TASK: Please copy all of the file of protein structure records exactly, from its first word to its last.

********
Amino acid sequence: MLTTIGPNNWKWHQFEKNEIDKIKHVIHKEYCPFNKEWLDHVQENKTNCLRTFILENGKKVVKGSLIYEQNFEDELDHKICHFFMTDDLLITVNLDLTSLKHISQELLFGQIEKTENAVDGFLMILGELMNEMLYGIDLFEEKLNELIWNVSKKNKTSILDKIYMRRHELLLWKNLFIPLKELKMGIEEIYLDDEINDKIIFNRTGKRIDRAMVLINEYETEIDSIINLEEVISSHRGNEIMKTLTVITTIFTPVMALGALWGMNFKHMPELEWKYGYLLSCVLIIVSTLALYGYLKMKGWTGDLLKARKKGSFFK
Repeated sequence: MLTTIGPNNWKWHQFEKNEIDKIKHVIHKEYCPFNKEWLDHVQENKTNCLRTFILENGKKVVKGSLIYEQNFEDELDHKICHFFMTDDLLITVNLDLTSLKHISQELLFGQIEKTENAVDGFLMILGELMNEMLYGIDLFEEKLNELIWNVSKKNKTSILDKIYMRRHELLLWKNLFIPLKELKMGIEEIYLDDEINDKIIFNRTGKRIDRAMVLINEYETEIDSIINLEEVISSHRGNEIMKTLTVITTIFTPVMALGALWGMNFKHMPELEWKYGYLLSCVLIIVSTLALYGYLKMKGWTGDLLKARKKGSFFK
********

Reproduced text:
Amino acid sequence: MLTTIGPNNWKWHQFEKNEIDKIKHVIHKEYCPFNKEWLDHVQENKTNCLRTFILENGKKVVKGSLIYEQNFEDELDHKICHFFMTDDLLITVNLDLTSLKHISQELLFGQIEKTENAVDGFLMILGELMNEMLYGIDLFEEKLNELIWNVSKKNKTSILDKIYMRRHELLLWKNLFIPLKELKMGIEEIYLDDEINDKIIFNRTGKRIDRAMVLINEYETEIDSIINLEEVISSHRGNEIMKTLTVITTIFTPVMALGALWGMNFKHMPELEWKYGYLLSCVLIIVSTLALYGYLKMKGWTGDLLKARKKGSFFK
Repeated sequence: MLTTIGPNNWKWHQFEKNEIDKIKHVIHKEYCPFNKEWLDHVQENKTNCLRTFILENGKKVVKGSLIYEQNFEDELDHKICHFFMTDDLLITVNLDLTSLKHISQELLFGQIEKTENAVDGFLMILGELMNEMLYGIDLFEEKLNELIWNVSKKNKTSILDKIYMRRHELLLWKNLFIPLKELKMGIEEIYLDDEINDKIIFNRTGKRIDRAMVLINEYETEIDSIINLEEVISSHRGNEIMKTLTVITTIFTPVMALGALWGMNFKHMPELEWKYGYLLSCVLIIVSTLALYGYLKMKGWTGDLLKARKKGSFFK